The ARP Test We send out an ARP request to our target with all valid information except a bogus destination hardware address. A machine that is not in promiscuous mode would never see the packet, since it wasn't destined to them, therefore it wouldn't reply. If a machine is in promiscuous mode, the ARP request would be seen and the kernel would process it and reply. By the machine replying, we know it is in promiscuous mode.
tools are available that employ the above techniques: AntiSniff
for NT, about 0, and Sentinel, open source, for Unices.
A program known as
http://www.packetstormsecurity.org/) uses the ping test
Prevention of Sniffing
Use switches instead of hubs. However, many commercial switches can be "overwhelmed" into behaving as though they are hubs.
All work should be carried out in Operating Systems and Internet Security (OSIS) Lab, 429 Russ. Use any of the PCs numbered 19 to 30. No other WSU facilities are allowed.
Objective: Run a sniffer program productively.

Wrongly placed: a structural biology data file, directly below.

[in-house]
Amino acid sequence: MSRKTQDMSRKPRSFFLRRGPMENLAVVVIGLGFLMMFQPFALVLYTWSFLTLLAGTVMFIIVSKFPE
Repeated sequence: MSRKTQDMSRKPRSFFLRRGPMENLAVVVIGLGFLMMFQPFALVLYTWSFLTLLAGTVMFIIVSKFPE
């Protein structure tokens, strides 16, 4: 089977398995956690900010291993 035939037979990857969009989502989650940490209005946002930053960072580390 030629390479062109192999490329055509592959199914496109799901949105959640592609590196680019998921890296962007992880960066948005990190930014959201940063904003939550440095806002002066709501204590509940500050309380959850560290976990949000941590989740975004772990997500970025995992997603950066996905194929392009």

sniffit (home page:
) is widely known. It is written by Brecht Claerhout.
Download the file
the PC you are working on.
the src code into
/tmp. cd to the sniffit src directory. Run
./configurewhich creates a
makein the directory. The make will create an executable named
sniffit. This is the sniffer program.
- Setup a network of at least three PCs, P0, P1, P2 with P1 as a router as in the NetUtils lab experiment.
sniffitprogram on P1. Learn to use all the options of the
sniffitprogram. Read the
ReadMe.txtetc. The following are links to its man pages: man 5 sniffit. man 8 sniffit.
sniffitpackage, determine which of the above six capabilities (see Capabilities of Sniffers section) can be exercised. Turn in a short description of what you learned.
- Prabhaker Mateti, Network Setup and Utilities, June 2000. A lecture from a course on Internet Security. www.cs.wright.edu/~pmateti/InternetSecurity/
- Christopher Klaus, The computer-security/ sniffers FAQ, Jul 1997, http://www.faqs.org/faqs/ computer-security/sniffers/
- NetSniffer is a small packet sniffer for Windows NT. As of June 30, 2000, www.assert.ee/ says "Due to technical reasons ASSERT homepage is not available." (The one at netsniffer. virtualave.net/ for a subscription of is an e-mail gatherer of visitors to a web page.)
- Robert Graham, Sniffing (network wiretap, sniffer) FAQ, http://www.robertgraham.com/pubs/ sniffing-faq.html
- AntiSniff 1.021 for Windows NT 4.0, http://www.l0pht.com, 0 per licensed machine.
- bind, Sentinel, Promiscuous detection tool, http://www.subterrain.net/projects/sentinel/ Open source.